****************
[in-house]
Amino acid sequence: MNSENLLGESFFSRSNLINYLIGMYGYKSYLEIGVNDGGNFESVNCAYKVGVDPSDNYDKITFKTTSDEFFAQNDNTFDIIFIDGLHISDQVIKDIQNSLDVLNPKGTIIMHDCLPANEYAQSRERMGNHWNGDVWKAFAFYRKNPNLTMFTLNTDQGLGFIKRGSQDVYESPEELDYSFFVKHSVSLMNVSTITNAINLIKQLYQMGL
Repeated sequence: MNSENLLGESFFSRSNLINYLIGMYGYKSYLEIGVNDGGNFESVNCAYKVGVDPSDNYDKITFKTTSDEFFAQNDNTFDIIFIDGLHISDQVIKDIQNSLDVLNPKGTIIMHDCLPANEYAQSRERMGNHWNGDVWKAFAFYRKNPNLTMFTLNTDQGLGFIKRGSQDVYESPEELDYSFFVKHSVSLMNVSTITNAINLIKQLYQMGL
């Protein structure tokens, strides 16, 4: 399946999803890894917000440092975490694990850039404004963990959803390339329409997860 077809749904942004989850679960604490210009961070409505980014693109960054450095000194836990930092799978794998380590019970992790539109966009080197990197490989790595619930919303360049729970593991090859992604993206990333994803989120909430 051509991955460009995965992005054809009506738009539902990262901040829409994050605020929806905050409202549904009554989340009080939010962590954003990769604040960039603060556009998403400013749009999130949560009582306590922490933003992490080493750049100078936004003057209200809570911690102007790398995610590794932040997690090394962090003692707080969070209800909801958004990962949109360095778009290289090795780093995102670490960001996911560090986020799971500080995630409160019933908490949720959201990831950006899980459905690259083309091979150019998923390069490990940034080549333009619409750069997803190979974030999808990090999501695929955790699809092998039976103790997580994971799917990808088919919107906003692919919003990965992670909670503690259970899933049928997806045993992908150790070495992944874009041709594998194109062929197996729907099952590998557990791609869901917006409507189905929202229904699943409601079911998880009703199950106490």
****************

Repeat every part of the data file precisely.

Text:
[in-house]
Amino acid sequence: MNSENLLGESFFSRSNLINYLIGMYGYKSYLEIGVNDGGNFESVNCAYKVGVDPSDNYDKITFKTTSDEFFAQNDNTFDIIFIDGLHISDQVIKDIQNSLDVLNPKGTIIMHDCLPANEYAQSRERMGNHWNGDVWKAFAFYRKNPNLTMFTLNTDQGLGFIKRGSQDVYESPEELDYSFFVKHSVSLMNVSTITNAINLIKQLYQMGL
Repeated sequence: MNSENLLGESFFSRSNLINYLIGMYGYKSYLEIGVNDGGNFESVNCAYKVGVDPSDNYDKITFKTTSDEFFAQNDNTFDIIFIDGLHISDQVIKDIQNSLDVLNPKGTIIMHDCLPANEYAQSRERMGNHWNGDVWKAFAFYRKNPNLTMFTLNTDQGLGFIKRGSQDVYESPEELDYSFFVKHSVSLMNVSTITNAINLIKQLYQMGL
């Protein structure tokens, strides 16, 4: 399946999803890894917000440092975490694990850039404004963990959803390339329409997860 077809749904942004989850679960604490210009961070409505980014693109960054450095000194836990930092799978794998380590019970992790539109966009080197990197490989790595619930919303360049729970593991090859992604993206990333994803989120909430 051509991955460009995965992005054809009506738009539902990262901040829409994050605020929806905050409202549904009554989340009080939010962590954003990769604040960039603060556009998403400013749009999130949560009582306590922490933003992490080493750049100078936004003057209200809570911690102007790398995610590794932040997690090394962090003692707080969070209800909801958004990962949109360095778009290289090795780093995102670490960001996911560090986020799971500080995630409160019933908490949720959201990831950006899980459905690259083309091979150019998923390069490990940034080549333009619409750069997803190979974030999808990090999501695929955790699809092998039976103790997580994971799917990808088919919107906003692919919003990965992670909670503690259970899933049928997806045993992908150790070495992944874009041709594998194109062929197996729907099952590998557990791609869901917006409507189905929202229904699943409601079911998880009703199950106490």